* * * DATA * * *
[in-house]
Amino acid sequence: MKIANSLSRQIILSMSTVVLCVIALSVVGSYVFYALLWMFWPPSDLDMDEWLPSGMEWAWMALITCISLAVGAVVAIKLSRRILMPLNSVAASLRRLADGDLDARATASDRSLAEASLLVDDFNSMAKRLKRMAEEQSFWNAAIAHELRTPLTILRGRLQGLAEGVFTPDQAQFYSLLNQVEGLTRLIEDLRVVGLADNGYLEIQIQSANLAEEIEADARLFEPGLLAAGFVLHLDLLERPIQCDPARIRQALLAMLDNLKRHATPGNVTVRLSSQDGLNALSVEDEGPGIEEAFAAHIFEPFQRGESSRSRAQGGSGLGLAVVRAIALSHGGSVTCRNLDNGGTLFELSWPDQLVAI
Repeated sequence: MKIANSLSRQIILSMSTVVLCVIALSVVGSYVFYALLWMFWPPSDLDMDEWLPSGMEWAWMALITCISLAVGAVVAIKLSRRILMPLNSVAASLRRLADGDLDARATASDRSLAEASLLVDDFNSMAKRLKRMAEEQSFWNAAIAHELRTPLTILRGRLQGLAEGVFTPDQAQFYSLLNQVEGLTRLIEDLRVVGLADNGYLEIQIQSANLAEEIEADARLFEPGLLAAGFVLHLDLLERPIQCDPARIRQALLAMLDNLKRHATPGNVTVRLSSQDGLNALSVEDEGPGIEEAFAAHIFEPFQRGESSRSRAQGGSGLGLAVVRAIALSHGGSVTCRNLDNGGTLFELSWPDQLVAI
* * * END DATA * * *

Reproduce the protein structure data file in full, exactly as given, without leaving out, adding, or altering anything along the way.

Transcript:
[in-house]
Amino acid sequence: MKIANSLSRQIILSMSTVVLCVIALSVVGSYVFYALLWMFWPPSDLDMDEWLPSGMEWAWMALITCISLAVGAVVAIKLSRRILMPLNSVAASLRRLADGDLDARATASDRSLAEASLLVDDFNSMAKRLKRMAEEQSFWNAAIAHELRTPLTILRGRLQGLAEGVFTPDQAQFYSLLNQVEGLTRLIEDLRVVGLADNGYLEIQIQSANLAEEIEADARLFEPGLLAAGFVLHLDLLERPIQCDPARIRQALLAMLDNLKRHATPGNVTVRLSSQDGLNALSVEDEGPGIEEAFAAHIFEPFQRGESSRSRAQGGSGLGLAVVRAIALSHGGSVTCRNLDNGGTLFELSWPDQLVAI
Repeated sequence: MKIANSLSRQIILSMSTVVLCVIALSVVGSYVFYALLWMFWPPSDLDMDEWLPSGMEWAWMALITCISLAVGAVVAIKLSRRILMPLNSVAASLRRLADGDLDARATASDRSLAEASLLVDDFNSMAKRLKRMAEEQSFWNAAIAHELRTPLTILRGRLQGLAEGVFTPDQAQFYSLLNQVEGLTRLIEDLRVVGLADNGYLEIQIQSANLAEEIEADARLFEPGLLAAGFVLHLDLLERPIQCDPARIRQALLAMLDNLKRHATPGNVTVRLSSQDGLNALSVEDEGPGIEEAFAAHIFEPFQRGESSRSRAQGGSGLGLAVVRAIALSHGGSVTCRNLDNGGTLFELSWPDQLVAI